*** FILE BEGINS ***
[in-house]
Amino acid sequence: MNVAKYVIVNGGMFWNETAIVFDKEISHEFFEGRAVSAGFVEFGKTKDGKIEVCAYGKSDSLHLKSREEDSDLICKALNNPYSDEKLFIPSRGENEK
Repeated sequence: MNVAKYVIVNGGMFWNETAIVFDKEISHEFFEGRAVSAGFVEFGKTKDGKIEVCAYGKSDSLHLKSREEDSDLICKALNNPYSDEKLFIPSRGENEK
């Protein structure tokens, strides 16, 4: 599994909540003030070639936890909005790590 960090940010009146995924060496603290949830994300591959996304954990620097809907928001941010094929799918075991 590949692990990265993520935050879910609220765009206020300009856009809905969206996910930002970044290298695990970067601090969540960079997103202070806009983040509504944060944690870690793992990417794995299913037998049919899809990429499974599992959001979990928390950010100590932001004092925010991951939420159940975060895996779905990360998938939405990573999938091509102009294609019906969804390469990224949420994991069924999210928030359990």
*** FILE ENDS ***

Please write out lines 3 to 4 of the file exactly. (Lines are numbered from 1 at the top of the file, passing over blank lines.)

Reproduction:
Repeated sequence: MNVAKYVIVNGGMFWNETAIVFDKEISHEFFEGRAVSAGFVEFGKTKDGKIEVCAYGKSDSLHLKSREEDSDLICKALNNPYSDEKLFIPSRGENEK
């Protein structure tokens, strides 16, 4: 599994909540003030070639936890909005790590 960090940010009146995924060496603290949830994300591959996304954990620097809907928001941010094929799918075991 590949692990990265993520935050879910609220765009206020300009856009809905969206996910930002970044290298695990970067601090969540960079997103202070806009983040509504944060944690870690793992990417794995299913037998049919899809990429499974599992959001979990928390950010100590932001004092925010991951939420159940975060895996779905990360998938939405990573999938091509102009294609019906969804390469990224949420994991069924999210928030359990």